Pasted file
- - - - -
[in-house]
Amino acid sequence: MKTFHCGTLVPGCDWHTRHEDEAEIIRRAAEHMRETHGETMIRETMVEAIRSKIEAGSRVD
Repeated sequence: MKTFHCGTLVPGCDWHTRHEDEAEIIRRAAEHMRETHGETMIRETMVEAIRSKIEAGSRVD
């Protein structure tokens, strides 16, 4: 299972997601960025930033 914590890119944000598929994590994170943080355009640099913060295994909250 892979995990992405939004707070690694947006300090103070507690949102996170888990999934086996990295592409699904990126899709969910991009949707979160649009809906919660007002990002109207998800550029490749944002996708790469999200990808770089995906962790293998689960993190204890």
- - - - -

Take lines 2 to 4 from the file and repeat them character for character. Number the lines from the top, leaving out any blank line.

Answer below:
Amino acid sequence: MKTFHCGTLVPGCDWHTRHEDEAEIIRRAAEHMRETHGETMIRETMVEAIRSKIEAGSRVD
Repeated sequence: MKTFHCGTLVPGCDWHTRHEDEAEIIRRAAEHMRETHGETMIRETMVEAIRSKIEAGSRVD
């Protein structure tokens, strides 16, 4: 299972997601960025930033 914590890119944000598929994590994170943080355009640099913060295994909250 892979995990992405939004707070690694947006300090103070507690949102996170888990999934086996990295592409699904990126899709969910991009949707979160649009809906919660007002990002109207998800550029490749944002996708790469999200990808770089995906962790293998689960993190204890």